Recently we talked about the endless, hundred plus hour games that compelled our childhood. Unfortunately many of us don’t have the tens, if not hundreds, of hours to commit to a single game. With the help of some listener mail Fred and Jam dissect the world of shorter games that can be enjoyed in only a handful of hours.
Part 2 of this week’s episode continues with Fred and Jam discussing the move into 3D and divergence from the original trilogy. As Star Wars titles moved into the 90s, they included worlds, characters, and settings found outside the movies and either in the creator’s mind or in the expanded universe told through books.
There was no episode of Lost Treasures of Gaming, but that never stops Syd from talking about another classic on the OMG! Hour. This week was a treat that I loved back when I was playing in the arcades, Smash TV. A twin stick shooter with ultra violence in a futuristic gameshow, this Robotron 2084 inspired title was a blast. Not only that, but thanks to how I captured the game we have interview footage with Midway developers Eugene Jarvis and Mark Turmell.
Check out the Lost Treasures of Gaming podcast at http://www.omgnexus.com.
This week technical difficulties continue to plague the live show and cut it short (however you’ll notice nothing on the recorded show other than length). Despite this, Fred and Jam start to tackle the history of Star Wars games and get rather far before time is up. Fortunately they will continue the show later this week in a second part and hopefully all will be fixed for next week’s live show.
For the November game club we are playing through Tomb Raider, both the original and anniversary. Fred is tackling Anniversary. By popular request two versions of each video is being uploaded: one with and one without commentary. This has commentary, so if you wish to see the one without simply go here.
This week’s Lost Treasures of Gaming featured Chuck Sommerville, formerly of Epyx, to discuss the development of the famed “games” series and of course Chip’s Challenge. In his many years at Epyx, Chuck touched and led many a team into popular titles including California Games. It was later on Epyx’s (and later Atari) portable console, the Lynx, that he made a game many love: Chip’s Challenge. This is a highly addicting puzzle game as you will see in the video.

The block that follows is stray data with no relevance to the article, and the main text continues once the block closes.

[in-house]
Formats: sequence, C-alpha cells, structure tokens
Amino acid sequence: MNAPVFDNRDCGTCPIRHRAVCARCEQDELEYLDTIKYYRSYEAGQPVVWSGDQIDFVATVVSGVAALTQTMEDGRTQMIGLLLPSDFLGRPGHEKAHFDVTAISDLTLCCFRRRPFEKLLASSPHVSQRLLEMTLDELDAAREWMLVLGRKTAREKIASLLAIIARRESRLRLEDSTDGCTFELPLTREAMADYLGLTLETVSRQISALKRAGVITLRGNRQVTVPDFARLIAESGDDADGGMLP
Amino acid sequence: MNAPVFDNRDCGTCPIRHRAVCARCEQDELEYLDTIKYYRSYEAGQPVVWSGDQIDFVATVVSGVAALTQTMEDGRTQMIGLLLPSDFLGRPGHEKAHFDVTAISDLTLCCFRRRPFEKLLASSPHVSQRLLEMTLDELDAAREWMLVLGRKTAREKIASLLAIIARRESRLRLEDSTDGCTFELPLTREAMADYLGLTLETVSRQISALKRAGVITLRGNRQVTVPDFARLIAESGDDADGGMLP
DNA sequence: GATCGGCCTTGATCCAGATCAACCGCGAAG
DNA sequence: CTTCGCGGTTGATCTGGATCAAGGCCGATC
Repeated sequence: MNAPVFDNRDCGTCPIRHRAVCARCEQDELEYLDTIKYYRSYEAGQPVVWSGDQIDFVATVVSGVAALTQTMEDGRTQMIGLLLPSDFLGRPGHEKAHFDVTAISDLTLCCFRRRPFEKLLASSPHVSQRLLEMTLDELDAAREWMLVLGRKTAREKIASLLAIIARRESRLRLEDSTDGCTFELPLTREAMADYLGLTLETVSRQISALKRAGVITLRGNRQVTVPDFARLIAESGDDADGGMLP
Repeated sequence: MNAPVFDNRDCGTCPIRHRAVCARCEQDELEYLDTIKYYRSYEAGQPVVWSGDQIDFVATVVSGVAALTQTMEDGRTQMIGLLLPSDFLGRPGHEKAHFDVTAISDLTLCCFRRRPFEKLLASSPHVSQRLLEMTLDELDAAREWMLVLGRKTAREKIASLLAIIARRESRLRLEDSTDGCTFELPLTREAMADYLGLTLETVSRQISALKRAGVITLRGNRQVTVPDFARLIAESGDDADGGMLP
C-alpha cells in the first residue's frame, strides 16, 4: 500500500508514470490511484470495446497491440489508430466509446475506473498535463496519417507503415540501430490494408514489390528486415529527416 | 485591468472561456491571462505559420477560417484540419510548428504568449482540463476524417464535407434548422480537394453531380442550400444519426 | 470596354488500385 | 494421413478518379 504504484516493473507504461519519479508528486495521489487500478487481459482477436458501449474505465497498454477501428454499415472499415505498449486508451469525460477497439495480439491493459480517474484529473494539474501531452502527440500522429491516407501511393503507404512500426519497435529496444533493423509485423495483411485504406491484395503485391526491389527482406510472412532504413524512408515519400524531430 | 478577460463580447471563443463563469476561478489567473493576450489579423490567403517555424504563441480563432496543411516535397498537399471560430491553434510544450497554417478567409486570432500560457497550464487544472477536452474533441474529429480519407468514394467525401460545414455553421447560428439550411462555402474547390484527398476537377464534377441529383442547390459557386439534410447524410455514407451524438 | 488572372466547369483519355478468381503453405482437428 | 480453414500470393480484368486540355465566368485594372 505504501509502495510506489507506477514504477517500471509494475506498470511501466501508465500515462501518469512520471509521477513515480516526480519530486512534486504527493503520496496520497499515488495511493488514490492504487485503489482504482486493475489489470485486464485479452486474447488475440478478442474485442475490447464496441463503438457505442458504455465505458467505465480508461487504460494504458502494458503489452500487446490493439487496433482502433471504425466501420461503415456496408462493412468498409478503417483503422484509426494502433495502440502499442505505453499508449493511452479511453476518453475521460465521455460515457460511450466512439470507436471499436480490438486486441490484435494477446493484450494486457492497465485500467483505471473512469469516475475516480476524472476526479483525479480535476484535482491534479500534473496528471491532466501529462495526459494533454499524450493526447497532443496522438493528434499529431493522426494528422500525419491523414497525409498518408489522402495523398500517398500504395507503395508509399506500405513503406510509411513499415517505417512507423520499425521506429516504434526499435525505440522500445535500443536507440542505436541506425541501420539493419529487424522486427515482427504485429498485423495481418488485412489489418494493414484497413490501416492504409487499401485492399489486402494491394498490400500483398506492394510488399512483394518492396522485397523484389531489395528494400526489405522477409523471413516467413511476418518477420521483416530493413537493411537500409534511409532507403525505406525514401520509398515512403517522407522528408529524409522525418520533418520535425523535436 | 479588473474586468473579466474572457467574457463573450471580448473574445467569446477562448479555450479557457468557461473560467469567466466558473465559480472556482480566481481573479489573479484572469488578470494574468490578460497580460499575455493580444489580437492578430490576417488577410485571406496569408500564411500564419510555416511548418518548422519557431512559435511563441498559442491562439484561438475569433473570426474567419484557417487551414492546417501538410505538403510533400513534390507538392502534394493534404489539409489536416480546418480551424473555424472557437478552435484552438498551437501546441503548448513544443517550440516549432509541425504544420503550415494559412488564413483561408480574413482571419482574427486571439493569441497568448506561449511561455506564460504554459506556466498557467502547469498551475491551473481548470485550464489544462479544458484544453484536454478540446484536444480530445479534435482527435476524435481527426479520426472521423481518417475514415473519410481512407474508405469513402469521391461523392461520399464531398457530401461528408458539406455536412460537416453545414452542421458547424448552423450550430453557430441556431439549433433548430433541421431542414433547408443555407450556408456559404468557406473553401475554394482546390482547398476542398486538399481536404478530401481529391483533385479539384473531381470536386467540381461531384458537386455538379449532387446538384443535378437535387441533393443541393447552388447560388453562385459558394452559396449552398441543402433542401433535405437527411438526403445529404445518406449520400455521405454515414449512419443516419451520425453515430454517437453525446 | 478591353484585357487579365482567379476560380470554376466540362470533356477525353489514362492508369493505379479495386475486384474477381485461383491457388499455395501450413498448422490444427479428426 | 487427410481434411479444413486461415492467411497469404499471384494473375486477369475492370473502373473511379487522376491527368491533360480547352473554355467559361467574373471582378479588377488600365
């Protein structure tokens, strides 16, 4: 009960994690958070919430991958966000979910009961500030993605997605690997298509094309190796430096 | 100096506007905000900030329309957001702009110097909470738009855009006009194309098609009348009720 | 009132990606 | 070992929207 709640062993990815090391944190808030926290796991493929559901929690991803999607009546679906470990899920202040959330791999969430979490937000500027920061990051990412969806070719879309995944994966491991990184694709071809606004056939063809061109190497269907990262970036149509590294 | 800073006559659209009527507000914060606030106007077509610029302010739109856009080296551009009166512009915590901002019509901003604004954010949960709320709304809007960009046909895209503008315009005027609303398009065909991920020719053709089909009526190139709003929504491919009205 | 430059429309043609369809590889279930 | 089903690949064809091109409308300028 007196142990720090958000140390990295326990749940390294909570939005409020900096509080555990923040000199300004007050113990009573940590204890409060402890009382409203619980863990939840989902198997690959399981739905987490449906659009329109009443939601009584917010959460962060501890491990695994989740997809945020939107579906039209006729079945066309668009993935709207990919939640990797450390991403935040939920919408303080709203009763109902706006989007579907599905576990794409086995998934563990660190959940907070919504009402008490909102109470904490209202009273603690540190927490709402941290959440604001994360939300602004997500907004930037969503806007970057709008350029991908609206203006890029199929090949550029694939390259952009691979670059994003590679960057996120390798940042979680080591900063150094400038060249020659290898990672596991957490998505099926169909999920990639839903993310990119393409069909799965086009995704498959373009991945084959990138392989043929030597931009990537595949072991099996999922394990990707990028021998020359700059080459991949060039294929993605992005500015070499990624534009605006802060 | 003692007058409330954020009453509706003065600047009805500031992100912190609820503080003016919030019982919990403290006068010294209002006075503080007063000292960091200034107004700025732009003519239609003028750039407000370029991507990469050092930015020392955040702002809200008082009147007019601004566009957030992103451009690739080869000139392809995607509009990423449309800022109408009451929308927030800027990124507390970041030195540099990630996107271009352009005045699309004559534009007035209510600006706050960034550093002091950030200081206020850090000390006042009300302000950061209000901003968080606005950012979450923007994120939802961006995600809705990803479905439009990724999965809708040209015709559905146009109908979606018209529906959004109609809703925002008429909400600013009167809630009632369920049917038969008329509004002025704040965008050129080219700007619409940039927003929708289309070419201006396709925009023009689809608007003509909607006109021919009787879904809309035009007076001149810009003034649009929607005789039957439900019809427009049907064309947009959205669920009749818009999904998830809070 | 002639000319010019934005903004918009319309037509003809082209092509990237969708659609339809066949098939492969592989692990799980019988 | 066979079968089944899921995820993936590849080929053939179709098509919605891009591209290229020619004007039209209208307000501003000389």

Check out the Lost Treasures of Gaming podcast at http://www.omgnexus.com.
Welcome to an all new style of article I’ve written exclusively for Gaming History 101: Game Fights.
This is an idea I’ve thought of for a while and it’s where I pick two contenders which share something special and pit them against each other. The article is designed to just be a bit of fun and while some of the facts presented will be as accurate as possible the final verdict will be based entirely on opinion. Thanks for checking this out and of course if you want to share your own views on the games in this article please share them in the comments below.
Now without any further ado…let them fight!
The 5th of November in the UK marks Bonfire night (aka Guy Fawkes Night) which is our unusual celebration of Guy Fawkes foiled plot to blow up the House of Lords on the same date in 1605. There is a quite a lot of history behind why we still celebrate this date today but one thing you can guarantee seeing on this event is lots and lots of fireworks. Fireworks are certainly prevalent in a lot of video games such as the end level in the gun game Point Blank but few games make them the actual focus of the gameplay. The two games I’ve found to discuss were Fantavision on PS2 and Big Bang Mini for the Nintendo DS. What better way to celebrate Bonfire night (even though this article will post very late) than to pit these two games together and find out which is the best fireworks video game.